Idris Elba thinks we should put ‘warning labels’ on racist art rather than censor it

Premiere Of Universal Pictures' "Fast & Furious Presents: Hobbs & Shaw"

Idris Elba has been talking a bit about racism in general and racism within the film industry during the larger Black Lives Matter movement. He’s never really been shy about talking about race and racism though, and he’s notably been the victim of racism in some big, public ways (the James Bond conversation, and his Oscar snub). But on today’s episode of Idris Talks, he chats about what should happen to all of those problematic, racist and racially insensitive films or TV shows. Idris has a good solution:

Idris Elba is speaking out about how racist TV shows and films should be handled. Elba, 47, spoke to the RadioTimes in which he proposed adding a warning label to the beginning of a movie or TV show that would make it clear the content is offensive.

“I’m very much a believer in freedom of speech,” Elba said. “But the thing about freedom of speech is that it’s not suitable for everybody. That’s why we have a rating system: We tell you that this particular content is rated U, PG, 15, 18, X,” he continued, referring to the U.K.’s rating system. “To mock the truth, you have to know the truth. But to censor racist themes within a show, to pull it — wait a second, I think viewers should know that people made shows like this.”

Elba added, “Out of respect for the time and the movement, commissioners and archive-holders pulling things they think are exceptionally tone-deaf at this time — fair enough and good for you. But I think, moving forward, people should know that freedom of speech is accepted, but the audience should know what they’re getting into. I don’t believe in censorship. I believe that we should be allowed to say what we want to say. Because, after all, we’re story-makers.”

His comments come after HBO Max pulled Gone with the Wind to add “historical context” to some of the outdated and insensitive aspects of the film.

[From People]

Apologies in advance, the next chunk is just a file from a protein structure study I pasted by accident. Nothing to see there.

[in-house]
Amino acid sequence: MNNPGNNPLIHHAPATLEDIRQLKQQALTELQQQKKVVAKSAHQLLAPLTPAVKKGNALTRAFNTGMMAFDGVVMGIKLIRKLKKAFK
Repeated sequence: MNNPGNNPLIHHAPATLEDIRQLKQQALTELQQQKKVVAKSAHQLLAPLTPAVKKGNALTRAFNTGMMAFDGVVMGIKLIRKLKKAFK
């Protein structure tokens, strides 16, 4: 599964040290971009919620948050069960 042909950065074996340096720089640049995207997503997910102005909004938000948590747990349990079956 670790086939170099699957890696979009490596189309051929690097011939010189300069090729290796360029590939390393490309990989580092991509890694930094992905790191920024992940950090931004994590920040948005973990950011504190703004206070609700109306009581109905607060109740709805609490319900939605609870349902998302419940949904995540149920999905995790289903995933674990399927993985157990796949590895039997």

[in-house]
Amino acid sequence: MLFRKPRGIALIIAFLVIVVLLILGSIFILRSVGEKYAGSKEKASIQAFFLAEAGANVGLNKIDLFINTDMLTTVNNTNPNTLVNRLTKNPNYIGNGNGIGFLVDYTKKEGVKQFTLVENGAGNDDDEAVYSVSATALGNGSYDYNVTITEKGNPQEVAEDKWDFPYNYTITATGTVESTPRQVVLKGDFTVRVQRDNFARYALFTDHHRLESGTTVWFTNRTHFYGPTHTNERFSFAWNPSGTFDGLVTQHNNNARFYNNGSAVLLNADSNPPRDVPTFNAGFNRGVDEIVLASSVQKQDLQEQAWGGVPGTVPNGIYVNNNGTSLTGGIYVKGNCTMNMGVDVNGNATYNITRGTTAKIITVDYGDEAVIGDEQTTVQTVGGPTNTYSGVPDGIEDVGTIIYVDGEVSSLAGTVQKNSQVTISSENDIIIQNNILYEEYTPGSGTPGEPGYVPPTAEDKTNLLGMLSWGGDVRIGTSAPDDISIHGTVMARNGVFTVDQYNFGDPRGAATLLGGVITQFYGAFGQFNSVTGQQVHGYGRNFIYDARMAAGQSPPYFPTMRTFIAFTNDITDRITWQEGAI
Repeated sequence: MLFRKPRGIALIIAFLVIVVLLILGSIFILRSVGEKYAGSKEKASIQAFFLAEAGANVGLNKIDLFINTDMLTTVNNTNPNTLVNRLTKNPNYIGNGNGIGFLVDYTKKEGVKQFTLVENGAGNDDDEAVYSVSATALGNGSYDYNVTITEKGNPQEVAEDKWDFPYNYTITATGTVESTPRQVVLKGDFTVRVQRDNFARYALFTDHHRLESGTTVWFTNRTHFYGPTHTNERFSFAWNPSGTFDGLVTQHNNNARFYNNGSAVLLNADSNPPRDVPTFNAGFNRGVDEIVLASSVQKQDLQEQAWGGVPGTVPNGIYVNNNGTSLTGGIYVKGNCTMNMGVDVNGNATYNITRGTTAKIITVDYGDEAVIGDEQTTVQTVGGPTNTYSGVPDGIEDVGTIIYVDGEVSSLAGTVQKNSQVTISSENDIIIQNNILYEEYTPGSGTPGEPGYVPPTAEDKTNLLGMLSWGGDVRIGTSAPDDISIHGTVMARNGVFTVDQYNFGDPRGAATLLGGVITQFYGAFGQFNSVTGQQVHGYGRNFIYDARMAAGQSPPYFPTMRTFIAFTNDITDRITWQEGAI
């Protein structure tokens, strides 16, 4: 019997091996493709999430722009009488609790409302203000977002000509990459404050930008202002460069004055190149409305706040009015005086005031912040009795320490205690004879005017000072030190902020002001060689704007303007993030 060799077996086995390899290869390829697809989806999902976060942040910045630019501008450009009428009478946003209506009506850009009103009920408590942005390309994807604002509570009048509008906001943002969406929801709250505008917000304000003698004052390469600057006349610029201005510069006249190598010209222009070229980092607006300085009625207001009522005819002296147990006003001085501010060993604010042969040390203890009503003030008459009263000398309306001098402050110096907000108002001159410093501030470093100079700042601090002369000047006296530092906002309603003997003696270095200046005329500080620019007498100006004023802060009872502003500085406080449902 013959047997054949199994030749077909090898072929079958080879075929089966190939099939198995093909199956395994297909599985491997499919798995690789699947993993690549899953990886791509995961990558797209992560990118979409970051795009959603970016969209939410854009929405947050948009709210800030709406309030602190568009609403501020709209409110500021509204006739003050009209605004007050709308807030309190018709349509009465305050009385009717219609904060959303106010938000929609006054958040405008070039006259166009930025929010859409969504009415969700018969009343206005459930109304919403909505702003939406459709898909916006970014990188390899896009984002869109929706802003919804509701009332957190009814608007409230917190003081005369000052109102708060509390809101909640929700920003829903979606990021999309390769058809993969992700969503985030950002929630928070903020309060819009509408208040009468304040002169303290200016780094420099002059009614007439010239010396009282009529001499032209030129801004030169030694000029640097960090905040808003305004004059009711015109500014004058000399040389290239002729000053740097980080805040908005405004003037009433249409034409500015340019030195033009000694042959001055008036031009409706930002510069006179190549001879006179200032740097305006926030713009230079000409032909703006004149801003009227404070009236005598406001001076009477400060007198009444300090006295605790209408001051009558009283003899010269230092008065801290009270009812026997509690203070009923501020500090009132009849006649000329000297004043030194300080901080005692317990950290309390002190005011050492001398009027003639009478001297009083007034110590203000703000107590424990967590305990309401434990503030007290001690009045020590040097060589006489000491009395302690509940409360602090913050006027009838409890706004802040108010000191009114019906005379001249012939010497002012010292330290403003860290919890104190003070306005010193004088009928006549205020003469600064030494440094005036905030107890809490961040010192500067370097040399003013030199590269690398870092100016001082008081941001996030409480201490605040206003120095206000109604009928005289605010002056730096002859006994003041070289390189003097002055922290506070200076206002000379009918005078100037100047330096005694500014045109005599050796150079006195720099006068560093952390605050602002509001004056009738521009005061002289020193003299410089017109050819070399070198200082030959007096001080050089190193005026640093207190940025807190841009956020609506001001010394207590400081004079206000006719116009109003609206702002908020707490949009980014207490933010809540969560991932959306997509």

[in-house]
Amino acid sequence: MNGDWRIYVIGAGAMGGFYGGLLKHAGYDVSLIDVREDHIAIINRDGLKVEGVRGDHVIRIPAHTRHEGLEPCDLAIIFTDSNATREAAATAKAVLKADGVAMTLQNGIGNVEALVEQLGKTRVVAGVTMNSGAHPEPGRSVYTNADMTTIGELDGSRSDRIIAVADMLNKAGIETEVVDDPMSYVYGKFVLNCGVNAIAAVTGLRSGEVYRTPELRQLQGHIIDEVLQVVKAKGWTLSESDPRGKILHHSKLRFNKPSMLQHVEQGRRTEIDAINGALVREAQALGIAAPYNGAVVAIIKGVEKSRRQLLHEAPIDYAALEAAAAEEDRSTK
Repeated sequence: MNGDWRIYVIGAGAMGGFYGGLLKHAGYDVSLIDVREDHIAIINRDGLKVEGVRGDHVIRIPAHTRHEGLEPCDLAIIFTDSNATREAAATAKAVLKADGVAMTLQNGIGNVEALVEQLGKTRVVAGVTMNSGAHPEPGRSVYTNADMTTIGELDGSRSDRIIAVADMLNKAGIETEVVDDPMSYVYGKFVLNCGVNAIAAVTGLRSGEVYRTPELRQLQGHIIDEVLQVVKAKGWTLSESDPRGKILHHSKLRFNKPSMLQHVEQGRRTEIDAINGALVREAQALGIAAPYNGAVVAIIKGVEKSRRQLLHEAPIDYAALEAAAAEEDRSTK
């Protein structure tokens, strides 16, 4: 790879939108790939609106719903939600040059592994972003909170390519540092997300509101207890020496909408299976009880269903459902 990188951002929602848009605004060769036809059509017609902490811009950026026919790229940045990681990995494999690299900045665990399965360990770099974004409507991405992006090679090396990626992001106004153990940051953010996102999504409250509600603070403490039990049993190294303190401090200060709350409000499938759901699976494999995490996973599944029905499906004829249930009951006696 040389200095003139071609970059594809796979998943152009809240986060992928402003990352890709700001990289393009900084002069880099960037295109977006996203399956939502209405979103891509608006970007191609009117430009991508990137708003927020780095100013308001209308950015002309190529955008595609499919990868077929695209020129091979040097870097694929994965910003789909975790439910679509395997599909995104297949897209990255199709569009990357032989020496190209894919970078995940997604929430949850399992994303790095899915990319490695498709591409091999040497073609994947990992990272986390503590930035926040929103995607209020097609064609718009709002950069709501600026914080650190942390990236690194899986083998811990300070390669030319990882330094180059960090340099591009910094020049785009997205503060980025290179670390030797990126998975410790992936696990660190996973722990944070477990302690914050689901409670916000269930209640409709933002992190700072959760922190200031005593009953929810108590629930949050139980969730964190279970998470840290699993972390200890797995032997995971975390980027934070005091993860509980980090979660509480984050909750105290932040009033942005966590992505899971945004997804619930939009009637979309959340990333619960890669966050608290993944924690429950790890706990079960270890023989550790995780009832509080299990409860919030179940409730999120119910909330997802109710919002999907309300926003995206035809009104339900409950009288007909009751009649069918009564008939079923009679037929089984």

I think I agree with him? For something like Gone with the Wind, I think an introduction with historical content, plus a background on Margaret Mitchell and how she was pro-Confederacy, would work. It would also work if someone associated with a TV show – Tina Fey for 30 Rock, one of the producers of Golden Girls – did some kind of intro about the context of their “blackface” episodes, etc. But what about pieces of art which are just f–king awful? Like, I have never watched Birth of a Nation, and no ten-minute intro for context will make me want to watch it. But that’s not censorship – it’s someone making a decision about whether or not they want to waste their time.

Idris Elba on the set of 'Ghetto Cowboy'

Photos courtesy of WENN.

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20 Responses to “Idris Elba thinks we should put ‘warning labels’ on racist art rather than censor it”

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  1. Bettyrose says:

    I agree with this because the next generations need to see our full history to learn from it. You erase that and the same mistakes will just be made again.

    • KC says:

      EXACTLY! This has already been done in American history to the detriment of minorities who see no representation of themselves, and the whites who have a distorted and inflated perception of themselves in history and as a result, now. Learn from history and don’t make the same mistake. I was just thinking about this the other day and how when a racist shows themself I’m less inclined to think! “Say what?! How could you! Everybody, get him!! CANCEL HIM!” My immediate thought is “oh really?? Thank you for letting me know. Keep showing yourself. Let us see what’s what.”

      I don’t maybe because I’m black and I wasn’t raised here so my response is nuanced but not only does that reveal a lot about that person but it reveals something about folks who clearly see and how they choose to further engage them.” It’s just extra (and very helpful) information in my opinion. But it IS just my opinion.💁🏽‍♀️

  2. Lightpurple says: